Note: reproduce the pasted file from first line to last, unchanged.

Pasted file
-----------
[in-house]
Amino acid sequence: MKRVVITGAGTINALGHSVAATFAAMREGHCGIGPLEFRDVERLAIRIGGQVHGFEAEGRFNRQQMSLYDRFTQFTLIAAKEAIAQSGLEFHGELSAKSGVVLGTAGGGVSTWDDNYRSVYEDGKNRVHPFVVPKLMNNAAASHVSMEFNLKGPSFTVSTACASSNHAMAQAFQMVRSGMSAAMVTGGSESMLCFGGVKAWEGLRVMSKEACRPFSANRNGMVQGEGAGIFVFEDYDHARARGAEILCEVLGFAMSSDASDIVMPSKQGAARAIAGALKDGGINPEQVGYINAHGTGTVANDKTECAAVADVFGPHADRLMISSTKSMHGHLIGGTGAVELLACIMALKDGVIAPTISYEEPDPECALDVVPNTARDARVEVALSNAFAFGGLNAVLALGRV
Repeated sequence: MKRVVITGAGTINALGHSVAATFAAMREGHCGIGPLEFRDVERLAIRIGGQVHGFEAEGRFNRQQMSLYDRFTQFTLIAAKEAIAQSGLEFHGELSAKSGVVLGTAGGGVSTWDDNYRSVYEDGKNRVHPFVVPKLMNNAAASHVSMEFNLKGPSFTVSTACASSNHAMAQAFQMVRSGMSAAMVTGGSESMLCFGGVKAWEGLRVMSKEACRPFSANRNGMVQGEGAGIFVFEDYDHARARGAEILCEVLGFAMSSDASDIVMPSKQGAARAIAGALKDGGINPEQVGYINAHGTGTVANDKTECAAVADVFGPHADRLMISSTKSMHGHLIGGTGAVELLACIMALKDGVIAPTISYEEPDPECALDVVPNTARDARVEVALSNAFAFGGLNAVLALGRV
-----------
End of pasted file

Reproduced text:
[in-house]
Amino acid sequence: MKRVVITGAGTINALGHSVAATFAAMREGHCGIGPLEFRDVERLAIRIGGQVHGFEAEGRFNRQQMSLYDRFTQFTLIAAKEAIAQSGLEFHGELSAKSGVVLGTAGGGVSTWDDNYRSVYEDGKNRVHPFVVPKLMNNAAASHVSMEFNLKGPSFTVSTACASSNHAMAQAFQMVRSGMSAAMVTGGSESMLCFGGVKAWEGLRVMSKEACRPFSANRNGMVQGEGAGIFVFEDYDHARARGAEILCEVLGFAMSSDASDIVMPSKQGAARAIAGALKDGGINPEQVGYINAHGTGTVANDKTECAAVADVFGPHADRLMISSTKSMHGHLIGGTGAVELLACIMALKDGVIAPTISYEEPDPECALDVVPNTARDARVEVALSNAFAFGGLNAVLALGRV
Repeated sequence: MKRVVITGAGTINALGHSVAATFAAMREGHCGIGPLEFRDVERLAIRIGGQVHGFEAEGRFNRQQMSLYDRFTQFTLIAAKEAIAQSGLEFHGELSAKSGVVLGTAGGGVSTWDDNYRSVYEDGKNRVHPFVVPKLMNNAAASHVSMEFNLKGPSFTVSTACASSNHAMAQAFQMVRSGMSAAMVTGGSESMLCFGGVKAWEGLRVMSKEACRPFSANRNGMVQGEGAGIFVFEDYDHARARGAEILCEVLGFAMSSDASDIVMPSKQGAARAIAGALKDGGINPEQVGYINAHGTGTVANDKTECAAVADVFGPHADRLMISSTKSMHGHLIGGTGAVELLACIMALKDGVIAPTISYEEPDPECALDVVPNTARDARVEVALSNAFAFGGLNAVLALGRV